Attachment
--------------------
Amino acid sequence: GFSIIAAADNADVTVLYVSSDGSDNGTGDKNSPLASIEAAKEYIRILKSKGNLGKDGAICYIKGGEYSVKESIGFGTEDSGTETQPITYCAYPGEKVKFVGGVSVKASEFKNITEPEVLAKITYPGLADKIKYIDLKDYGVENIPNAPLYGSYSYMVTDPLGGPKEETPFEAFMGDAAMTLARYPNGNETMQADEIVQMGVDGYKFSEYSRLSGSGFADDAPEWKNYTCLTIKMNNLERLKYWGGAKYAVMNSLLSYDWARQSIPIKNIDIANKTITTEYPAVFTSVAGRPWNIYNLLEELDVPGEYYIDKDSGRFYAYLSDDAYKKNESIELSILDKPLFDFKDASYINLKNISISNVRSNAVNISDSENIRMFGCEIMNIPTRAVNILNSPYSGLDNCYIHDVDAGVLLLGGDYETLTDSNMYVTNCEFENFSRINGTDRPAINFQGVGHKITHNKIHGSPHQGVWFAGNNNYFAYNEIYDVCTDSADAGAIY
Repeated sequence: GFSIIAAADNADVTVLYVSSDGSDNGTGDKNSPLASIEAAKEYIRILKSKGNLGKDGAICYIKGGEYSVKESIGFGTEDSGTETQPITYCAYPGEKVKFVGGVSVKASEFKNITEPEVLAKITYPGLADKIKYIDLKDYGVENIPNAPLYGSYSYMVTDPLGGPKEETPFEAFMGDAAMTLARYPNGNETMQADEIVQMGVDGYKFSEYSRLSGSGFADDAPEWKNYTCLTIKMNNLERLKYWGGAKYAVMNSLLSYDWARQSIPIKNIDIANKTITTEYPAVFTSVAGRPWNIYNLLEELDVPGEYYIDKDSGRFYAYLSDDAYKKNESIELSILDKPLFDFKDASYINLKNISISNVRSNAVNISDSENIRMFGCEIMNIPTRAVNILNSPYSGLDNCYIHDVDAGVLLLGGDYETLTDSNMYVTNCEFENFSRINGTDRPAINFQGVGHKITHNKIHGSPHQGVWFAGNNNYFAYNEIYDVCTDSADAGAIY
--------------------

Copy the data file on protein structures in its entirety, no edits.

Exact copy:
Amino acid sequence: GFSIIAAADNADVTVLYVSSDGSDNGTGDKNSPLASIEAAKEYIRILKSKGNLGKDGAICYIKGGEYSVKESIGFGTEDSGTETQPITYCAYPGEKVKFVGGVSVKASEFKNITEPEVLAKITYPGLADKIKYIDLKDYGVENIPNAPLYGSYSYMVTDPLGGPKEETPFEAFMGDAAMTLARYPNGNETMQADEIVQMGVDGYKFSEYSRLSGSGFADDAPEWKNYTCLTIKMNNLERLKYWGGAKYAVMNSLLSYDWARQSIPIKNIDIANKTITTEYPAVFTSVAGRPWNIYNLLEELDVPGEYYIDKDSGRFYAYLSDDAYKKNESIELSILDKPLFDFKDASYINLKNISISNVRSNAVNISDSENIRMFGCEIMNIPTRAVNILNSPYSGLDNCYIHDVDAGVLLLGGDYETLTDSNMYVTNCEFENFSRINGTDRPAINFQGVGHKITHNKIHGSPHQGVWFAGNNNYFAYNEIYDVCTDSADAGAIY
Repeated sequence: GFSIIAAADNADVTVLYVSSDGSDNGTGDKNSPLASIEAAKEYIRILKSKGNLGKDGAICYIKGGEYSVKESIGFGTEDSGTETQPITYCAYPGEKVKFVGGVSVKASEFKNITEPEVLAKITYPGLADKIKYIDLKDYGVENIPNAPLYGSYSYMVTDPLGGPKEETPFEAFMGDAAMTLARYPNGNETMQADEIVQMGVDGYKFSEYSRLSGSGFADDAPEWKNYTCLTIKMNNLERLKYWGGAKYAVMNSLLSYDWARQSIPIKNIDIANKTITTEYPAVFTSVAGRPWNIYNLLEELDVPGEYYIDKDSGRFYAYLSDDAYKKNESIELSILDKPLFDFKDASYINLKNISISNVRSNAVNISDSENIRMFGCEIMNIPTRAVNILNSPYSGLDNCYIHDVDAGVLLLGGDYETLTDSNMYVTNCEFENFSRINGTDRPAINFQGVGHKITHNKIHGSPHQGVWFAGNNNYFAYNEIYDVCTDSADAGAIY